Daimler to Investigate Its Diesel Emissions in the U.S.

The German automaker Daimler AG said late Thursday that it was conducting an internal investigation of its certification process for diesel exhaust emissions in the United States at the request of the Justice Department.

Last year, Volkswagen admitted to installing software in diesel vehicles sold since 2009 that let them emit up to 40 times the allowed amount of nitrous oxide, a pollutant. The Environmental Protection Agency said it would review all light-duty diesel vehicles in the United States.

“Daimler is cooperating fully with the authorities. Daimler will consequently investigate possible indications of irregularities and of course take all necessary actions,” Daimler said in a statement. “The company’s experience with the U.S. authorities has clearly shown that a conservative communication supports the constructive dialogue with the authorities.”

The Environmental Protection Agency said in February that it had requested information from Daimler in light of a lawsuit filed by Mercedes-Benz owners in the United States, but that it had not opened an official investigation.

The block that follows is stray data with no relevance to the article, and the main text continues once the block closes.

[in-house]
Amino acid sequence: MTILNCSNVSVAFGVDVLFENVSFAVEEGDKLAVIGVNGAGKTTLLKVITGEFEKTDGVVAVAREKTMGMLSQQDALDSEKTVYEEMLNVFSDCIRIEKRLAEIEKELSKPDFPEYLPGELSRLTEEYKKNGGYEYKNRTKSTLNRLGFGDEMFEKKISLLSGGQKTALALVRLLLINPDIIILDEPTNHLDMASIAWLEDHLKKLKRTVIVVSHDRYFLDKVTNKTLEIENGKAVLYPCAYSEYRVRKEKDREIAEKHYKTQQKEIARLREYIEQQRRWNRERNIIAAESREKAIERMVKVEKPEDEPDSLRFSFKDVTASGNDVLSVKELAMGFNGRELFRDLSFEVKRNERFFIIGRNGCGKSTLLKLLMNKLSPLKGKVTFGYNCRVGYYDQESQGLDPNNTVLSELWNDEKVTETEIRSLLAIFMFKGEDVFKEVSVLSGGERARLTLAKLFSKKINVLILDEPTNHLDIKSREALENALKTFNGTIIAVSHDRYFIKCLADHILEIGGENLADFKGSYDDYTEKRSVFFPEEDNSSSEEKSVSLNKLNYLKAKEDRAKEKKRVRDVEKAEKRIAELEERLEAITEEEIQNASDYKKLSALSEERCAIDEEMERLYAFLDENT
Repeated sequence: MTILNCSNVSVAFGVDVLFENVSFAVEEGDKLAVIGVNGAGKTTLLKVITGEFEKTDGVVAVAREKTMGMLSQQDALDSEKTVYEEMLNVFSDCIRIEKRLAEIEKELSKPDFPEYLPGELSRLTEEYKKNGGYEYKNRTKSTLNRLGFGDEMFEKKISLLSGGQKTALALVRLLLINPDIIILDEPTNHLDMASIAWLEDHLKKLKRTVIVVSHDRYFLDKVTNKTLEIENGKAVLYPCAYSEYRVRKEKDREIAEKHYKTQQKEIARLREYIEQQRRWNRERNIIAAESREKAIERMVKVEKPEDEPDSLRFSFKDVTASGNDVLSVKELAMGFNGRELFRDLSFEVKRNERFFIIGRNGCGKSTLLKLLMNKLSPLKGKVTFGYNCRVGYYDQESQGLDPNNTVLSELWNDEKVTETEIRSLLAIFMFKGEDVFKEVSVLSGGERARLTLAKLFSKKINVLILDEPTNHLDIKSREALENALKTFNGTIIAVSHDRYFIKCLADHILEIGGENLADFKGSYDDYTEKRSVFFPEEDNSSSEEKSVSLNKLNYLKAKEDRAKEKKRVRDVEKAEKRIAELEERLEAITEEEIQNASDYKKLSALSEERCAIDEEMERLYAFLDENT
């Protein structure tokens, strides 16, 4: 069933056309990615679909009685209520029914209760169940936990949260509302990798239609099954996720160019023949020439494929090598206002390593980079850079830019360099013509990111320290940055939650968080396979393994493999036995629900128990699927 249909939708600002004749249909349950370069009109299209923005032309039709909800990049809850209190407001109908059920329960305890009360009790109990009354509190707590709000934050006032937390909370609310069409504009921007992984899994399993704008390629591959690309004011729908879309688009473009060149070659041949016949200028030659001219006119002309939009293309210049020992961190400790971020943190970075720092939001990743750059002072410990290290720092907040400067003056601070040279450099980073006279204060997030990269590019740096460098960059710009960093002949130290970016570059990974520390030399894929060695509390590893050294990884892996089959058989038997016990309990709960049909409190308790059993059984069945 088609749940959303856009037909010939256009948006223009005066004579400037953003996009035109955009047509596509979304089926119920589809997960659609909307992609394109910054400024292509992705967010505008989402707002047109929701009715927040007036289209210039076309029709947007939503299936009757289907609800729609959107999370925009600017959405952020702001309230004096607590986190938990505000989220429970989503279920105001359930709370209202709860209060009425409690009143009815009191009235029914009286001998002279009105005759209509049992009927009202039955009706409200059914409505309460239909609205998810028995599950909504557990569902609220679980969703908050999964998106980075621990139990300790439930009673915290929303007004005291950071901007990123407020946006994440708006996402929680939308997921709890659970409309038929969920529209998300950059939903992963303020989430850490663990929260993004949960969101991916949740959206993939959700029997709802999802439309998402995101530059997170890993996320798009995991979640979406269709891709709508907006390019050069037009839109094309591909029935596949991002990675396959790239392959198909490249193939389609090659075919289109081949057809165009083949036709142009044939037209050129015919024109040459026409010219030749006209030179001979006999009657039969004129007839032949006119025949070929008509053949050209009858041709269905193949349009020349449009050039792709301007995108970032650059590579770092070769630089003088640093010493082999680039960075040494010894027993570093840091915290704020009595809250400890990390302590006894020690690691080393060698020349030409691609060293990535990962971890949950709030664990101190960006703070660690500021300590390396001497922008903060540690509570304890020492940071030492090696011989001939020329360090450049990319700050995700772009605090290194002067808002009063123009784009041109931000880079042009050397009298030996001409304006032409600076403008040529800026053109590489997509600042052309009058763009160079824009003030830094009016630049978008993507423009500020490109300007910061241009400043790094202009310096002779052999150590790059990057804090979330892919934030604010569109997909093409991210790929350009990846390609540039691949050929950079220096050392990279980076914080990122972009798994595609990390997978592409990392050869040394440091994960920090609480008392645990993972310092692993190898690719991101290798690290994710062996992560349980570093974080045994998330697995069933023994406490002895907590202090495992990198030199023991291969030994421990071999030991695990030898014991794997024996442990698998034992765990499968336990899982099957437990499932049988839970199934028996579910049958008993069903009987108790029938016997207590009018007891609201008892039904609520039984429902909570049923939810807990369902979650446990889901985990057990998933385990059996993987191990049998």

Earlier this month, owners of Mercedes diesel cars in the United States filed a new class action saying the vehicles most likely contained a “defeat device” used to cheat emissions testing, an accusation that Daimler, which owns the carmaker, denied.

Daimler said Thursday that the lawsuits “are considered to be without merit and Daimler will defend itself against them with all available legal means.

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